Geckos are friendly and harmless reptiles that can help keep other pests out of your home by eating them as part of their diet. You’ll also find that many cultures see these animals as good luck or even auspicious symbols—and as for their barking sounds when mating or communicating, that is simply how they communicate with each other in their native habitats!

That said, this doesn’t mean you should welcome them into your home with open arms. These reptiles can cause damage to properties with their territorial markings and can leave stains from urination if left unchecked by homeowners who don’t know any better than letting them roam free inside homes or buildings (more on this below). It is also possible they will become accustomed to being fed by humans which will make them harder to remove once discovered living within buildings where people live; however this has happened very rarely so do not let fear drive your decision making process when deciding whether or not kill them outright — remember these creatures were here before us humans walked upright so we need coexist peacefully because they have every right exist too!A Gecko in My House? So What? They’re Just Trying to Survive

Have you ever seen a gecko in your house, and thought, “Well, that’s nice. I guess.” That’s not a very nice thing to think about geckos! These little guys have been around for over 40 million years. They can survive in the harshest conditions on earth—they might be able to find a way to survive in space if we let them. If a gecko can survive on the moon, do you really think it’s going to be phased by your home?

So what if they get into your bed? They don’t want to be there any more than you want them there. They just need warm shelter to lay their eggs, like all good moms do.

So what if they eat your food? It’s not like they’re eating more than you were planning on. Sure, they’ll eat bugs that are eating your food, but sometimes they’ll eat the food itself too! It’s not personal—they just need nutrients to keep on living.

So give these guys a break! They’ve been here for thousands of years before us and will probably be here for thousands more after us. Give them their space and let them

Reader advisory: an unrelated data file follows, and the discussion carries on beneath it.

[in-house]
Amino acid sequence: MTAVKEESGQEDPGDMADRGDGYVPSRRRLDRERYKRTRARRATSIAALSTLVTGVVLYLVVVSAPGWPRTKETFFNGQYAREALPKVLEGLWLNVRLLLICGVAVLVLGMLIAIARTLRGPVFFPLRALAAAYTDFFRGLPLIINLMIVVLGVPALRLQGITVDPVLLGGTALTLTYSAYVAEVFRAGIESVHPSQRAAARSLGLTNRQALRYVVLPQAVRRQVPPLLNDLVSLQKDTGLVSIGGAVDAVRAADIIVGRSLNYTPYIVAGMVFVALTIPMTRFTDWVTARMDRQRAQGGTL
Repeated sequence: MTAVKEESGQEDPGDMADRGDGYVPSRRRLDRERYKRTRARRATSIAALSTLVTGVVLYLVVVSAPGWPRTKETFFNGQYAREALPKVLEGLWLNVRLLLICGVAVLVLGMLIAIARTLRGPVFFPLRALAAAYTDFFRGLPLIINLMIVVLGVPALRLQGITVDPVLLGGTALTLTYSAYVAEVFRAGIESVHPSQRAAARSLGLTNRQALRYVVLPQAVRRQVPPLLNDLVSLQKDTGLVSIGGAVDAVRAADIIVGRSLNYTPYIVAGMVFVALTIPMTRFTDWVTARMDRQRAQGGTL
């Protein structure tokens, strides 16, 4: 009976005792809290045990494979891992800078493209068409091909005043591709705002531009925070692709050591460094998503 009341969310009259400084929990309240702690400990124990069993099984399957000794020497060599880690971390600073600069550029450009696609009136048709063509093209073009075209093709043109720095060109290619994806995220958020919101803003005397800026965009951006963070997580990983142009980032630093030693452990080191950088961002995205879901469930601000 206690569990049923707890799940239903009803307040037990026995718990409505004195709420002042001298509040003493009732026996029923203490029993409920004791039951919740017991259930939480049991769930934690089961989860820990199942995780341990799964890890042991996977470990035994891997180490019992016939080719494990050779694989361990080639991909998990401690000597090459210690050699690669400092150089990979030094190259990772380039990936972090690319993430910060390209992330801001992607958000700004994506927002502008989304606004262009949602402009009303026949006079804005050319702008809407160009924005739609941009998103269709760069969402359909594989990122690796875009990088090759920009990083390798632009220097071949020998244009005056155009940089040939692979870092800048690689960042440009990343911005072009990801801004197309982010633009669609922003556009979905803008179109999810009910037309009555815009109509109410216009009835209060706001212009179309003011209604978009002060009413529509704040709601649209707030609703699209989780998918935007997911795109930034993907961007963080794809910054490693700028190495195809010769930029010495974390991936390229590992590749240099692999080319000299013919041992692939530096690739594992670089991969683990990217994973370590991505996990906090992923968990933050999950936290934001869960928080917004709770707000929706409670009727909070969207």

I’m going to tell you something that you might find shocking, but I need to get it off my chest.

It’s really not a big deal to have a gecko in your house.

I know, I know—it sounds crazy. But at this point, I’m just being honest with myself (and you). Sure, they can scare you when they suddenly appear out of nowhere, and having them on the ceiling watching you is… well, let’s just say it’s an experience.

But who are we kidding? Those little guys are just trying to survive! They’re not trying to hurt anyone or do anything too terrible. They want to eat their bugs and maybe hang out on the ceiling for a bit—and who can blame them? Their lives are hard enough already without us adding any complications. So if you see a gecko in your house sometime soon (or even if you’ve seen one before), I hope that now you’ll be able to see them as just another struggling creature trying to live their best life and not as something scary or gross. After all, they probably think the same of us!

If you’ve ever seen a gecko in your house, you might find yourself wondering, “What the heck is this little guy doing here? And how do I get him out of my house?”

But don’t sweat it—these guys are usually harmless and just trying to survive like the rest of us. And they’re not really looking to make your house their home.

Geckos can be found all over the world. But because it’s warm and humid in Hawaii, we have lots of them here. They especially love homes with lots of plants and trees around or near them, since that means there are tons of bugs for them to eat.

If you see a gecko in your house, don’t panic—they’re usually harmless. They won’t bite you or attack you. In fact, they tend to be quite shy, so they’ll probably try to avoid contact with you as much as possible.

They are also super helpful creatures: they eat lots of insects that we consider pests, like mosquitoes and cockroaches! Plus, they’re pretty cute (if you ask me).